Flight planning for the road

  • Published
  • By Master Sgt. Shawn Turcotte
  • 21st Space Wing safety office
Whether traveling this summer as a passenger or operator by car, motorcycle, rail, or air, there is no substitute for proper "preflight" planning. Military pilots will spend as much as two hours of mission planning for a 1-hour sortie. How much time will you spend preparing to take that 15-hour road trip this summer? Regardless of time spent, ensure the following "preflight" checklist items are considered:

Vehicle Preflight: Perform a thorough vehicle inspection (all lights working, engine & belt condition, tire tread adequacy, fluid levels "in the green", etc...) Unless you are a line mechanic, consider taking your vehicle to a certified automotive facility and have their professionals perform a standard pre-departure inspection. Ensure all safety equipment is working and you have proper safety gear for the mode of travel (helmets, goggles, seat belts, functional mirrors, etc.). If you notice something amiss before hitting the on-ramp on your way out of town, taxi back and fix at home station. Ask yourself: is it worth it?

Crew Rest: Driver fatigue can be deadly and accounts for approximately 100,000 accidents annually according to the National Traffic Safety Administration. How do you avoid fatigue? Get a good night's sleep (six-10 hours is recommended for optimal alertness) before a long trip. Avoid departing at the end of a work day. Take a break from driving every two hours. Pull over and stop when drowsiness, discomfort, or loss of concentration occurs. Once fatigue has set in, the only cure is sleep. Before cranking up the air conditioning, downing a third cup of coffee or blasting the radio in an attempt to get more mileage out of your fatigued body, ask yourself: is it worth it?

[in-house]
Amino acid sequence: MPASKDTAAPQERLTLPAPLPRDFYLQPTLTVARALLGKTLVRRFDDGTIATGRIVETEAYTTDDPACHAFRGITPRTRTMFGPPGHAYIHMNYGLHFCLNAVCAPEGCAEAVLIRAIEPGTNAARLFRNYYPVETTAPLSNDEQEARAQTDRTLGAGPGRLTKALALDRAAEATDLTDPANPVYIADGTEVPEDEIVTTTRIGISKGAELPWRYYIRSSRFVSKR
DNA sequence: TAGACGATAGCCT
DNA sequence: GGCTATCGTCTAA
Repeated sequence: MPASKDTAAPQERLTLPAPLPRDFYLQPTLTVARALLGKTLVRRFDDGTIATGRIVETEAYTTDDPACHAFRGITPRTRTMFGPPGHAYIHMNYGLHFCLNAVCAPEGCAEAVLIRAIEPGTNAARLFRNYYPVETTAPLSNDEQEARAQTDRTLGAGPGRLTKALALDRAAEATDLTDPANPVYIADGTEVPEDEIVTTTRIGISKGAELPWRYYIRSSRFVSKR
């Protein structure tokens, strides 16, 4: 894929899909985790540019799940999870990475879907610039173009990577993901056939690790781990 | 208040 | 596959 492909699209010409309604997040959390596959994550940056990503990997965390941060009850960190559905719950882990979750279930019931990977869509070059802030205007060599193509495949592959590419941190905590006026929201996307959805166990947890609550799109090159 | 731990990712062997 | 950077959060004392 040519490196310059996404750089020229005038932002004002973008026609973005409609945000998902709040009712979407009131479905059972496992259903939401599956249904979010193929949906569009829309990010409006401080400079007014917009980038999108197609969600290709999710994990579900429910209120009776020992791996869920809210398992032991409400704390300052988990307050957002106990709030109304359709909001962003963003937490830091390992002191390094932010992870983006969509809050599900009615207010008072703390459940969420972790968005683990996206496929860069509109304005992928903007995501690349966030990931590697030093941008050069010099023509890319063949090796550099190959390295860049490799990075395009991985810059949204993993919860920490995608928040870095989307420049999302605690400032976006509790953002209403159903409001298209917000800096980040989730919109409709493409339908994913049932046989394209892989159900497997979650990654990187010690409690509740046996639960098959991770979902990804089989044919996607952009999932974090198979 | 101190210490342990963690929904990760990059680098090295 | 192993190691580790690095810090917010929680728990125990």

Weather Briefing: Get an appropriate weather briefing for your "route of flight." Clear skies and unrestricted visibility at home station could quickly become below minimums at your destination. Monitor radio transmissions for advisories and frequently recheck weather at each en route stop. Have an emergency kit based on weather considerations (blanket, flashlight, gloves, candles, extra food/water, etc.). Ask yourself: Is it worth it?

Ops Limits: Every pilot knows the exact performance limits of his/her aircraft. Do you know your vehicle operating limits? Probably not, so here are a few tips:

1) A good rule of thumb for calculating the speed at which your vehicle will hydroplane regardless of weight is 9 x square root of your tire pressure (i.e. -- a vehicle with 36 pounds-per-square-inch tire pressure will hydroplane at 54 mph or greater)

2) Maintain at least 2 seconds of following distance while in highway "formation." At 60 mph, this allows over 176' of stopping distance under normal conditions. Increase separation based on the vehicles in front of you (motorcycles stop much quicker than automobiles and large trucks can block vision such that hazards may not be seen in time to react)

3) Avoid the need to remember such fancy rules or do mental math in public by simply practicing sound ORM principles. Ask yourself: Is it worth it?

Select an Alternate: Are you prepared to divert 100 miles off-course? Have a backup plan should your original routing become unusable or unforeseen delays force changes in your flight plan. You can get back on schedule if you increase your speed and drive the next three hours without stopping. Are you running out of crew rest? Is it worth it?

Make it to your travel destination on time and stay safe this summer. Preflight planning won't keep your engine from flaming out unexpectedly on final or guarantee a smooth ride at altitude, but it will ensure the unexpected is planned for and safe options are available to complete your travel mission. ACT (Assess-Consider-Take Action) safely and always ask yourself: Is it worth it?

"21st Space Wing Traveler, you are cleared for takeoff..."